CHN: Census Immigration Question in the Spotlight
On May 18, the Justice Department’s Acting Assistant Attorney General for Civil Rights John Gore testified at a House Oversight and Government Reform Committee hearing on the 2020 Census. Gore was originally scheduled to testify at a hearing on May 8 but failed to appear. As reported by ProPublica, emails suggest that Gore was the author of the letter to the Census Bureau requesting the addition of a citizenship question on the 2020 Census. According to the same article, Gore is “a Trump political appointee who is best known for his work defending Republican redistricting efforts around the country.” Advocates and at least one member of Congress also took note of a statement made by Thomas Brunell, President Trump’s initial pick to lead the Census Bureau, who said that the move to add a question on citizenship is a political move that will drive down responses and drive up costs.
The Census is constitutionally mandated to count every person in the U.S., regardless of immigration status, and the counts of all persons are used in determining a state’s number of congressional seats, legislative district lines, and funding levels for many federal grant programs to states or localities. Many advocates and state officials are highly critical of adding a citizenship question to the 2020 Census, believing that in the midst of heightened anti-immigrant enforcement activities and policies, including such a question will discourage people from returning the Census form. This is likely to worsen the undercount of low-income people, people of color, and children. In the 2010 Census, children were significantly undercounted. The Census Bureau’s American Community Survey, with a sample of approximately 3,000 respondents, annually asks a citizenship question, so there is another source for immigrant status information. For more information, see the March 27 Human Needs Report and this fact sheet from the Leadership Conference on Civil and Human Rights.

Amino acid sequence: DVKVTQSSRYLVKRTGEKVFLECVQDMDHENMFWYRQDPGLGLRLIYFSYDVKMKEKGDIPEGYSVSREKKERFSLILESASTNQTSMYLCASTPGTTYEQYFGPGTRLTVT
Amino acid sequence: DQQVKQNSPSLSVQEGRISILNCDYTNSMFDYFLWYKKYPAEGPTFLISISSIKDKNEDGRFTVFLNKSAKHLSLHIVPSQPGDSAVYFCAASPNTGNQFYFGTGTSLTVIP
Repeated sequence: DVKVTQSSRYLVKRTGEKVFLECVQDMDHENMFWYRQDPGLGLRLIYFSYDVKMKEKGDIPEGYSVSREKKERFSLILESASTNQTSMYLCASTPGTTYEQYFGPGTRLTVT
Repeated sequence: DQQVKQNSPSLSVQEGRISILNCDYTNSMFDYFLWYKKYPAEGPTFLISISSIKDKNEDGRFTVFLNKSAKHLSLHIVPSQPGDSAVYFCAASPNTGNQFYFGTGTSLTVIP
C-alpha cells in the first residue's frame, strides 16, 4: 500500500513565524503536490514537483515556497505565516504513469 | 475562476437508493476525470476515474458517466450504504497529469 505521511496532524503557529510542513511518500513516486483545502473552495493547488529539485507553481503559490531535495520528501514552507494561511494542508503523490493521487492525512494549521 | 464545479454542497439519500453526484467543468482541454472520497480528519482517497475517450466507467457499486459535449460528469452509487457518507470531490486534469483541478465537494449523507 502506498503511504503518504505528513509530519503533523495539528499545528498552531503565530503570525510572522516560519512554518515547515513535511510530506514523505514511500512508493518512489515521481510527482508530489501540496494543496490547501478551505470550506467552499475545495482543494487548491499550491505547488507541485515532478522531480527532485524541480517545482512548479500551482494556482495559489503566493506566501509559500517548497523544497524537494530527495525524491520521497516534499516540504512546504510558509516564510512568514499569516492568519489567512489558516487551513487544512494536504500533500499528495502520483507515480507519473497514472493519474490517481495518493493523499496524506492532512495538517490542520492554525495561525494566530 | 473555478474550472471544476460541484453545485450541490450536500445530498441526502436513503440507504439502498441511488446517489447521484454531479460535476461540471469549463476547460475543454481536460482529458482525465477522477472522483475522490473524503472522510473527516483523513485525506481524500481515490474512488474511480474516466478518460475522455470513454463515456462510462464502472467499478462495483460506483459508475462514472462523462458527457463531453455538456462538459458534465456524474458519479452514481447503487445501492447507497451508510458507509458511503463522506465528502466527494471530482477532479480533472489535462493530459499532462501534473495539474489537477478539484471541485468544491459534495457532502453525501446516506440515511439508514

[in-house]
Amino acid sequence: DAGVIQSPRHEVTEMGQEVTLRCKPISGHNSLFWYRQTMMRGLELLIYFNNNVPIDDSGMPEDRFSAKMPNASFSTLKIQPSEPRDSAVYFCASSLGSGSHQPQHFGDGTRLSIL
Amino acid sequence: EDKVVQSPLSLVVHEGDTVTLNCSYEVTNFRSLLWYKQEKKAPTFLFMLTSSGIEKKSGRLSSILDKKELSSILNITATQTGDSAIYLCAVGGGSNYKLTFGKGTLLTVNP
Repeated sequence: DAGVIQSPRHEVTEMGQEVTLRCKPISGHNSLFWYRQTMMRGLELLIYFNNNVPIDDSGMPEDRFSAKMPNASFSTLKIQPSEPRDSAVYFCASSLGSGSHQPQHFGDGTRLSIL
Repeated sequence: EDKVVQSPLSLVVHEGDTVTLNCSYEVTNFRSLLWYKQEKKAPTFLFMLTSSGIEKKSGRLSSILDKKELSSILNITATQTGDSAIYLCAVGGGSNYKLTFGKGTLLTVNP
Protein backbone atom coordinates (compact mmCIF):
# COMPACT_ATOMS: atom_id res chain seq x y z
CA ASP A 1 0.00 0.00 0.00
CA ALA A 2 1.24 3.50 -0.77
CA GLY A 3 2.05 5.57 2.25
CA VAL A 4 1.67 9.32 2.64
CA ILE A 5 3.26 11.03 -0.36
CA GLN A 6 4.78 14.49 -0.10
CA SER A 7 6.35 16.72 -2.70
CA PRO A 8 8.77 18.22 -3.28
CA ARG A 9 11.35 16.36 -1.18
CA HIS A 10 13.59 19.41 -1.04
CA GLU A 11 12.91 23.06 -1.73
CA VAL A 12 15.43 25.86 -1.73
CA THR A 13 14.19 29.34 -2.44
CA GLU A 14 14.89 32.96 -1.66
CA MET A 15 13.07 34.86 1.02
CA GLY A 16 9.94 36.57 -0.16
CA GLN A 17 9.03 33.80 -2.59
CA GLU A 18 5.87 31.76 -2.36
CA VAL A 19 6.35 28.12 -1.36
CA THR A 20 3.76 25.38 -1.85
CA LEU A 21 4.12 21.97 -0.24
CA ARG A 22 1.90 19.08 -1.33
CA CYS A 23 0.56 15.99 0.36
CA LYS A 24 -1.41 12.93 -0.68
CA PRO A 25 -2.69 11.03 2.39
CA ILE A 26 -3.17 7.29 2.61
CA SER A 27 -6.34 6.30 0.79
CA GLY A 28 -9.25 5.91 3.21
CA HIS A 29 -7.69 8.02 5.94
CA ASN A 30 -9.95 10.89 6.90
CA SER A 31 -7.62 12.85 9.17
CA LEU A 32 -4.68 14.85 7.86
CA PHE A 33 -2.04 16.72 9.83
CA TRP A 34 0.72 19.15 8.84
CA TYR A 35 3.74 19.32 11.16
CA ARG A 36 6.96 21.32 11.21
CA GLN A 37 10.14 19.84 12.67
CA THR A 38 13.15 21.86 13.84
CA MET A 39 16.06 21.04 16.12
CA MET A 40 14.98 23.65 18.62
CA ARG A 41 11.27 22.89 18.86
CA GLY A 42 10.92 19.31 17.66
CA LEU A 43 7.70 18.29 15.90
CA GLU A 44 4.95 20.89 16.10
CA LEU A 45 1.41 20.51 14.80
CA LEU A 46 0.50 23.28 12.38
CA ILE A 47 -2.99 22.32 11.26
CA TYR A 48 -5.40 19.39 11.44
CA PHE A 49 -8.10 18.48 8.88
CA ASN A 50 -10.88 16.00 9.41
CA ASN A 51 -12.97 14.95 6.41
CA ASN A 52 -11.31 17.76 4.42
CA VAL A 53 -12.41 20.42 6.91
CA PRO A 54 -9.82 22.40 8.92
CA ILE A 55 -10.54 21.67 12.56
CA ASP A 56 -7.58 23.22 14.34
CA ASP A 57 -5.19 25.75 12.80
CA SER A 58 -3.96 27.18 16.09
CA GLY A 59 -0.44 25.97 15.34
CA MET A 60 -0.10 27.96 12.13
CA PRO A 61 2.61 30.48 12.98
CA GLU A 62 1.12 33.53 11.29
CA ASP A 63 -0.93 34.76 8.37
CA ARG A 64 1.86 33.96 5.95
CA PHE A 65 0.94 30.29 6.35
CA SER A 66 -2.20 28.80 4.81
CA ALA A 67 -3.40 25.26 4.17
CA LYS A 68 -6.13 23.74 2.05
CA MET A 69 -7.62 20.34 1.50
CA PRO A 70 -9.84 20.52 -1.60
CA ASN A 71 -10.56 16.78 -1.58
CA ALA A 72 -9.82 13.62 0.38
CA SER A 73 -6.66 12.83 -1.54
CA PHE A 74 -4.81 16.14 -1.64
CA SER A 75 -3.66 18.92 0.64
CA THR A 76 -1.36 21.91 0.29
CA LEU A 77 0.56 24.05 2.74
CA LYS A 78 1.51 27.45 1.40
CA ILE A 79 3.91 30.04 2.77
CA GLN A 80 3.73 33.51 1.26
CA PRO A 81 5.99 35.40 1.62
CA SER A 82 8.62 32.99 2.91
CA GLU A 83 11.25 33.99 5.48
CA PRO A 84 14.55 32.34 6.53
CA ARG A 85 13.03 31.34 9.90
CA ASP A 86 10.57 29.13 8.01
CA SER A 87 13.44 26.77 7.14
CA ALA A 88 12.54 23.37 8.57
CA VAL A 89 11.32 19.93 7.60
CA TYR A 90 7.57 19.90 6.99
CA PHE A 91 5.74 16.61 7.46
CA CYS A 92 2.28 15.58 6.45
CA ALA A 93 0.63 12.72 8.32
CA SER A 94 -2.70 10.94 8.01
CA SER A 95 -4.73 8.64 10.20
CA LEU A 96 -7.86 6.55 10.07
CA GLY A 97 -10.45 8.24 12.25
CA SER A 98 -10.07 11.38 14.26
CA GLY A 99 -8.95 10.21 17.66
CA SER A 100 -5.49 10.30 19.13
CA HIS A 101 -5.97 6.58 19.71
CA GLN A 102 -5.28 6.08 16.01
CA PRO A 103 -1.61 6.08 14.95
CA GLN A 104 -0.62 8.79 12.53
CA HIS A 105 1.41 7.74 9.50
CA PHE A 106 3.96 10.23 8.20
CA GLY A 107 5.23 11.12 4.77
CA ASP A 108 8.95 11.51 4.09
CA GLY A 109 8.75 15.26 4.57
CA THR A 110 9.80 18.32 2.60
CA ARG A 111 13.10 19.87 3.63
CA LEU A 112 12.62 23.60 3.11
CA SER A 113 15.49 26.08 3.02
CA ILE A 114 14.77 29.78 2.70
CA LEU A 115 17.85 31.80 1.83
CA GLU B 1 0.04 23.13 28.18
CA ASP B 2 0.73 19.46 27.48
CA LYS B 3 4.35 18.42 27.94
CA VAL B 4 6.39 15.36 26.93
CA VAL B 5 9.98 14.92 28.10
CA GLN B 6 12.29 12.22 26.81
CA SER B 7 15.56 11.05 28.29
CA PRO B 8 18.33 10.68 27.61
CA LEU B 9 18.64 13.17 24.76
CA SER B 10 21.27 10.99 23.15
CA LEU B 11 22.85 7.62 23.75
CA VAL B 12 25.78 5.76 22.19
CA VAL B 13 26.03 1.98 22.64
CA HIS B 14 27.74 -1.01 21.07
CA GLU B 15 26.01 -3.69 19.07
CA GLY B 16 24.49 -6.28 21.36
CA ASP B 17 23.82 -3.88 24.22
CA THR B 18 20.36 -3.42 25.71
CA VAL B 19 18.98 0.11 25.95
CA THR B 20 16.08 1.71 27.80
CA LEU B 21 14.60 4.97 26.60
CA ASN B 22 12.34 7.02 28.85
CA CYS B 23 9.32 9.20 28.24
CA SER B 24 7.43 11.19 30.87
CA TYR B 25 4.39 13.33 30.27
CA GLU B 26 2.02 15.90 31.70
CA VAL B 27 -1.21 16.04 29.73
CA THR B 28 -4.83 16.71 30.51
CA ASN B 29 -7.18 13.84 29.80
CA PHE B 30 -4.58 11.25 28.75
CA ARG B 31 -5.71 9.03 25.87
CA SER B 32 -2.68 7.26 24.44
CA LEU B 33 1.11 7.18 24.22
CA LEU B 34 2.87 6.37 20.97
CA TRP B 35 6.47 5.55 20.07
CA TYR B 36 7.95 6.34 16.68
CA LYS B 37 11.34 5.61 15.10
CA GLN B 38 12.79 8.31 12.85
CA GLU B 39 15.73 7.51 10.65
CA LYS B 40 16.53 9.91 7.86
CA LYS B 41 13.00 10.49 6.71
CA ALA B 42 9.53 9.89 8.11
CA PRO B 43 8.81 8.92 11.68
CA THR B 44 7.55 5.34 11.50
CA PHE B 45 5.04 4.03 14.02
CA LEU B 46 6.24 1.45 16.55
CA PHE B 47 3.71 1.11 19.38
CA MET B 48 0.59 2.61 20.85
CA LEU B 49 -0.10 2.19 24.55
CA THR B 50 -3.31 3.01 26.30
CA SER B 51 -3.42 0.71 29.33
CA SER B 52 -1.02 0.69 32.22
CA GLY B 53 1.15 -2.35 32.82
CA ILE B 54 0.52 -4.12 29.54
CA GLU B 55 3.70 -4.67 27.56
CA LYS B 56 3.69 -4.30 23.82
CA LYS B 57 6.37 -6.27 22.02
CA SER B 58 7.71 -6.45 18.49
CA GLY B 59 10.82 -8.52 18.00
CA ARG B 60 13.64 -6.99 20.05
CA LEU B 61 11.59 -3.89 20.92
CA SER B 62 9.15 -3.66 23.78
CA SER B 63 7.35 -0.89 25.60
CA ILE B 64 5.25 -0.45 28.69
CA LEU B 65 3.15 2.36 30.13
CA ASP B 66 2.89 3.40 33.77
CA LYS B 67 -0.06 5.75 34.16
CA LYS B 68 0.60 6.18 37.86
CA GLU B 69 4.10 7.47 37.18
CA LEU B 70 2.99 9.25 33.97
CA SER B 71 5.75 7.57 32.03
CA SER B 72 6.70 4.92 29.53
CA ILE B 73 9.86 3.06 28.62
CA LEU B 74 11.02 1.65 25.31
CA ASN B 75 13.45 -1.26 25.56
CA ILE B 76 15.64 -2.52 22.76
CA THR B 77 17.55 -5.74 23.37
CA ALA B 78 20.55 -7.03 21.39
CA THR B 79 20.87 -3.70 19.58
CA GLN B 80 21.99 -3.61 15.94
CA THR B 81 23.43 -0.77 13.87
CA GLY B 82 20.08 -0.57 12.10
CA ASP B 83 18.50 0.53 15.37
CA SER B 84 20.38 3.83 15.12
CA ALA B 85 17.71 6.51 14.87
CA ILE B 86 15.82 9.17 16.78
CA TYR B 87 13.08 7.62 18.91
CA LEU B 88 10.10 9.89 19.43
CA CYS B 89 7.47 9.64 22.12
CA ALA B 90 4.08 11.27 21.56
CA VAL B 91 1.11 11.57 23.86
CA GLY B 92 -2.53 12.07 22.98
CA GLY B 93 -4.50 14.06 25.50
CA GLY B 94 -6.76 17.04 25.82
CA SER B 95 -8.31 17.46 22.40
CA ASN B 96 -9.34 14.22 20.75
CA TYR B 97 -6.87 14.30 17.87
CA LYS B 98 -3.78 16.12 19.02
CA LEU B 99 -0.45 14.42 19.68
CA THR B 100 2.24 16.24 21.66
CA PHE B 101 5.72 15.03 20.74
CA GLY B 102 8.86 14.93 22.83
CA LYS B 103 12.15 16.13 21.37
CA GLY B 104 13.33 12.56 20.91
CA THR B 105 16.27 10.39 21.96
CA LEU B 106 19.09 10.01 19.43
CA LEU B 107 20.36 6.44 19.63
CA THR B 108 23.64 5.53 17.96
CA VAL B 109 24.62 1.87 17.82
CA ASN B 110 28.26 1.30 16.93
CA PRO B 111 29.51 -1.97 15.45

As noted above, the House Appropriations Committee rejected an amendment from Rep. José Serrano (D-NY) to the FY19 House Commerce-Justice-Science spending bill to prevent the Census Bureau from asking a question about citizenship. The bill, which the committee passed on May 17, provides $4.8 billion for the Census Bureau, approximately $2 billion more than last year’s level and $1 billion more than President Trump’s request, to ramp up for the 2020 Decennial Census. While they were disappointed over the rejection of the Serrano amendment, advocates were pleased with the funding boost for the Census Bureau. The Trump Administration estimates the 2020 Census will cost more than $15 billion.